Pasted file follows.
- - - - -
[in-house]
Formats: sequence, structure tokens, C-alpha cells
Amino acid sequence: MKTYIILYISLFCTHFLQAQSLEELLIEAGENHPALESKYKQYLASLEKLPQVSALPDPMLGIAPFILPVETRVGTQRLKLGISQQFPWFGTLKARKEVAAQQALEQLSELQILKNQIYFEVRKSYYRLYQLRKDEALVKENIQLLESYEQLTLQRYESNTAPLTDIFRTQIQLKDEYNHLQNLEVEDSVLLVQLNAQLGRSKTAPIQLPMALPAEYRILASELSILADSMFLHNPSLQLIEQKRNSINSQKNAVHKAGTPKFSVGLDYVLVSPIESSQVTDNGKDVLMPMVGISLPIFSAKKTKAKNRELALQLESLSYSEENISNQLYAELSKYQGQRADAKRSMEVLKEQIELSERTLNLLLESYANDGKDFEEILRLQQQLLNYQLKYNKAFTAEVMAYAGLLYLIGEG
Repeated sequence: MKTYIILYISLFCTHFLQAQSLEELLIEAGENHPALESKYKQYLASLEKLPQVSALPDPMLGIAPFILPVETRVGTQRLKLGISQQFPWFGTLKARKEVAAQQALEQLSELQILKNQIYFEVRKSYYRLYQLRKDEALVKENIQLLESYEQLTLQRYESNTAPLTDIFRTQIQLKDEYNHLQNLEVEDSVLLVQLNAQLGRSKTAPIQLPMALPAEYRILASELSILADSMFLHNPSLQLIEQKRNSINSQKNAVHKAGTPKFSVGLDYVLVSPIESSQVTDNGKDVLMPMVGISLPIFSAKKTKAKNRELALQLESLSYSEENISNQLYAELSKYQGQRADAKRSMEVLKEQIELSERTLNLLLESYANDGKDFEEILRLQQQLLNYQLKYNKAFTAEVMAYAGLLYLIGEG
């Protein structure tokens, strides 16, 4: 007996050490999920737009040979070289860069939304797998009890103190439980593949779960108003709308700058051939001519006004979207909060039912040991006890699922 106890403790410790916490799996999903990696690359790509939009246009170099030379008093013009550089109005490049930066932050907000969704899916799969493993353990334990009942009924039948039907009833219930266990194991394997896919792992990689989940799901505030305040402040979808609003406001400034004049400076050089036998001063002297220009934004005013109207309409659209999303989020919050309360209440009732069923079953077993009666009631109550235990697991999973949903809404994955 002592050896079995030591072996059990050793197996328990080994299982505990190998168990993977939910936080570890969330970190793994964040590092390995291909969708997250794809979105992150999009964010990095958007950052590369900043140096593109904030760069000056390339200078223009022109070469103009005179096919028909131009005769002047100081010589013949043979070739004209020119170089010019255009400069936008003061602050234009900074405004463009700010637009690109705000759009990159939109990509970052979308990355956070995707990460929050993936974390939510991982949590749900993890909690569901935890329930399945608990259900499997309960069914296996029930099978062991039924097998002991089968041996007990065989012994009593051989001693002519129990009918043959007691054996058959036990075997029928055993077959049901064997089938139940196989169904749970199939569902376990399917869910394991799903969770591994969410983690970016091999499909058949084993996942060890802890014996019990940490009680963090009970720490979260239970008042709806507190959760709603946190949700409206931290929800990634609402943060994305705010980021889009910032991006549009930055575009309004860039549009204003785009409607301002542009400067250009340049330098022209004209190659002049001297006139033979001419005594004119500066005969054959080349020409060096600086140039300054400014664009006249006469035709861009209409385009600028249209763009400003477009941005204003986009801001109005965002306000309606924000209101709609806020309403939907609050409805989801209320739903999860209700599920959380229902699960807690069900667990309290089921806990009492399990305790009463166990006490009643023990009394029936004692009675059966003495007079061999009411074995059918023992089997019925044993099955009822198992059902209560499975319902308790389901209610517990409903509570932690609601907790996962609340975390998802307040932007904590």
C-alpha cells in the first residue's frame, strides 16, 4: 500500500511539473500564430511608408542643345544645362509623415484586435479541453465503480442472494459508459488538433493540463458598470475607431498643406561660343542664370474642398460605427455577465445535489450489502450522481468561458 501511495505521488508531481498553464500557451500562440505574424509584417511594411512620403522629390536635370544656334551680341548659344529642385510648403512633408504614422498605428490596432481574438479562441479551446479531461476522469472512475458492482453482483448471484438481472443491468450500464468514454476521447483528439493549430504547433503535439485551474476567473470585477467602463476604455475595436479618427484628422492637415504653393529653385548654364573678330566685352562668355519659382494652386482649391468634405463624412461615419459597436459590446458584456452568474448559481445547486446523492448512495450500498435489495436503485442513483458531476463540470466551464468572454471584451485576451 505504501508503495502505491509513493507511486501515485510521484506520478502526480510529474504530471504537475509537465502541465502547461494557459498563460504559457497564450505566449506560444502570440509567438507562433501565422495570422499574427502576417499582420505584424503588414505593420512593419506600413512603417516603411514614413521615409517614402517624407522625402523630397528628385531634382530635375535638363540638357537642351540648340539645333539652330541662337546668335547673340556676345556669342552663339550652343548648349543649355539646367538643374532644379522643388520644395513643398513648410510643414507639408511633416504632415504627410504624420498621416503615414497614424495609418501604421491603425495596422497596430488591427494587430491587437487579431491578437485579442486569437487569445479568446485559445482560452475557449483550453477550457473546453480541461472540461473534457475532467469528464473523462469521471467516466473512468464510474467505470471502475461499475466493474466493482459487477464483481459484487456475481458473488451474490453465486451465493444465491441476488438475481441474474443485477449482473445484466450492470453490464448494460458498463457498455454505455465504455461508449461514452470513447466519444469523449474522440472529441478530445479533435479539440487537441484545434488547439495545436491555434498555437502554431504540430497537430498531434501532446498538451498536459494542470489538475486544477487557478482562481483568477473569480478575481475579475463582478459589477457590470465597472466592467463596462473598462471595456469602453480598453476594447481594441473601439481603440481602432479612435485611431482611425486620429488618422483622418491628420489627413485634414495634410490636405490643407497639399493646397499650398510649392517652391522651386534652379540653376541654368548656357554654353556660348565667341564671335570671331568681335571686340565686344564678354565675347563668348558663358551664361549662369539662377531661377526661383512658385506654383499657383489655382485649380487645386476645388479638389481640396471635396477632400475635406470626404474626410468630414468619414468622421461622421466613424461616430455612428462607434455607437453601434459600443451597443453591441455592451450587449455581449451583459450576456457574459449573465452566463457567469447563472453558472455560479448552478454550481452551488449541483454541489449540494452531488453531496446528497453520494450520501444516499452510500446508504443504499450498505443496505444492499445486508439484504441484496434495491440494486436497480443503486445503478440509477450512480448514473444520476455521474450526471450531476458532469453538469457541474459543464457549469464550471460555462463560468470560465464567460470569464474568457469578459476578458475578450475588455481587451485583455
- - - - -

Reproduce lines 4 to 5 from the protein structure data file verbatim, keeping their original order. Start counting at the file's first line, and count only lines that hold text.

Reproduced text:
Repeated sequence: MKTYIILYISLFCTHFLQAQSLEELLIEAGENHPALESKYKQYLASLEKLPQVSALPDPMLGIAPFILPVETRVGTQRLKLGISQQFPWFGTLKARKEVAAQQALEQLSELQILKNQIYFEVRKSYYRLYQLRKDEALVKENIQLLESYEQLTLQRYESNTAPLTDIFRTQIQLKDEYNHLQNLEVEDSVLLVQLNAQLGRSKTAPIQLPMALPAEYRILASELSILADSMFLHNPSLQLIEQKRNSINSQKNAVHKAGTPKFSVGLDYVLVSPIESSQVTDNGKDVLMPMVGISLPIFSAKKTKAKNRELALQLESLSYSEENISNQLYAELSKYQGQRADAKRSMEVLKEQIELSERTLNLLLESYANDGKDFEEILRLQQQLLNYQLKYNKAFTAEVMAYAGLLYLIGEG
């Protein structure tokens, strides 16, 4: 007996050490999920737009040979070289860069939304797998009890103190439980593949779960108003709308700058051939001519006004979207909060039912040991006890699922 106890403790410790916490799996999903990696690359790509939009246009170099030379008093013009550089109005490049930066932050907000969704899916799969493993353990334990009942009924039948039907009833219930266990194991394997896919792992990689989940799901505030305040402040979808609003406001400034004049400076050089036998001063002297220009934004005013109207309409659209999303989020919050309360209440009732069923079953077993009666009631109550235990697991999973949903809404994955 002592050896079995030591072996059990050793197996328990080994299982505990190998168990993977939910936080570890969330970190793994964040590092390995291909969708997250794809979105992150999009964010990095958007950052590369900043140096593109904030760069000056390339200078223009022109070469103009005179096919028909131009005769002047100081010589013949043979070739004209020119170089010019255009400069936008003061602050234009900074405004463009700010637009690109705000759009990159939109990509970052979308990355956070995707990460929050993936974390939510991982949590749900993890909690569901935890329930399945608990259900499997309960069914296996029930099978062991039924097998002991089968041996007990065989012994009593051989001693002519129990009918043959007691054996058959036990075997029928055993077959049901064997089938139940196989169904749970199939569902376990399917869910394991799903969770591994969410983690970016091999499909058949084993996942060890802890014996019990940490009680963090009970720490979260239970008042709806507190959760709603946190949700409206931290929800990634609402943060994305705010980021889009910032991006549009930055575009309004860039549009204003785009409607301002542009400067250009340049330098022209004209190659002049001297006139033979001419005594004119500066005969054959080349020409060096600086140039300054400014664009006249006469035709861009209409385009600028249209763009400003477009941005204003986009801001109005965002306000309606924000209101709609806020309403939907609050409805989801209320739903999860209700599920959380229902699960807690069900667990309290089921806990009492399990305790009463166990006490009643023990009394029936004692009675059966003495007079061999009411074995059918023992089997019925044993099955009822198992059902209560499975319902308790389901209610517990409903509570932690609601907790996962609340975390998802307040932007904590």